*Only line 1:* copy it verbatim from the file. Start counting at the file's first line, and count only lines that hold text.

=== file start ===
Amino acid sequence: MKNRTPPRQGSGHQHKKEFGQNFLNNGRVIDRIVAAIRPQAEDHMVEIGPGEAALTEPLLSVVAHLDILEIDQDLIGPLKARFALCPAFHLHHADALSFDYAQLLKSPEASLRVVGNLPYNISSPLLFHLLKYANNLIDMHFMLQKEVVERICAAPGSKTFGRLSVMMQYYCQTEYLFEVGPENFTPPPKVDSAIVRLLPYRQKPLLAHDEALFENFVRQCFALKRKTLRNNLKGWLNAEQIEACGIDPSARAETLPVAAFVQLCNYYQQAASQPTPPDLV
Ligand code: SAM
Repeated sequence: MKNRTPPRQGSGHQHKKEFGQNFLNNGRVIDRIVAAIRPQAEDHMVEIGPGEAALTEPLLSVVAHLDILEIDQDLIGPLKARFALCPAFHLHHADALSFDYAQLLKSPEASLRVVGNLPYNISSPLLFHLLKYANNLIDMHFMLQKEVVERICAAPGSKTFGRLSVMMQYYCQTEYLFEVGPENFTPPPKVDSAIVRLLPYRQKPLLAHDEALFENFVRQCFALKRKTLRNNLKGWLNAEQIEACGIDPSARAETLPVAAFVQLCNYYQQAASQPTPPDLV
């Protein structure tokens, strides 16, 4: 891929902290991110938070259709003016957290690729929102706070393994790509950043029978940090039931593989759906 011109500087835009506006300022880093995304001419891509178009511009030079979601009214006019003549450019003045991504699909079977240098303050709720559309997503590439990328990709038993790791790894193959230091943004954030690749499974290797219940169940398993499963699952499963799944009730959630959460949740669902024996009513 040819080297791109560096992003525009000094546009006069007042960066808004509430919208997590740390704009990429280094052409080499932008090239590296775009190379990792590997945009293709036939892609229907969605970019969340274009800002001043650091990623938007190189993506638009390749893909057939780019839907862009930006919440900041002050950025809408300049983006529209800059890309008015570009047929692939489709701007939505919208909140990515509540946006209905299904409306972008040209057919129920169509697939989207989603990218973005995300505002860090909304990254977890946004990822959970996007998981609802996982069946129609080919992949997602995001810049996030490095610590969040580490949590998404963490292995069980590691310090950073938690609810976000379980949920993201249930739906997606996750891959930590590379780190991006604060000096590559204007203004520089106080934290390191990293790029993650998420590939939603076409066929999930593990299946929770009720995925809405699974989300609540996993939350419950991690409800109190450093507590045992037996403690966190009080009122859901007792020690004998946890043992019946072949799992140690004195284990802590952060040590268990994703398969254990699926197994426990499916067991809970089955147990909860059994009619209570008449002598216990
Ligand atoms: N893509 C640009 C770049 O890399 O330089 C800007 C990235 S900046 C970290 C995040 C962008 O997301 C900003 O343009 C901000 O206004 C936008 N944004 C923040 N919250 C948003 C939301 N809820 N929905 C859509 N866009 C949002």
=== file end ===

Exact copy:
Amino acid sequence: MKNRTPPRQGSGHQHKKEFGQNFLNNGRVIDRIVAAIRPQAEDHMVEIGPGEAALTEPLLSVVAHLDILEIDQDLIGPLKARFALCPAFHLHHADALSFDYAQLLKSPEASLRVVGNLPYNISSPLLFHLLKYANNLIDMHFMLQKEVVERICAAPGSKTFGRLSVMMQYYCQTEYLFEVGPENFTPPPKVDSAIVRLLPYRQKPLLAHDEALFENFVRQCFALKRKTLRNNLKGWLNAEQIEACGIDPSARAETLPVAAFVQLCNYYQQAASQPTPPDLV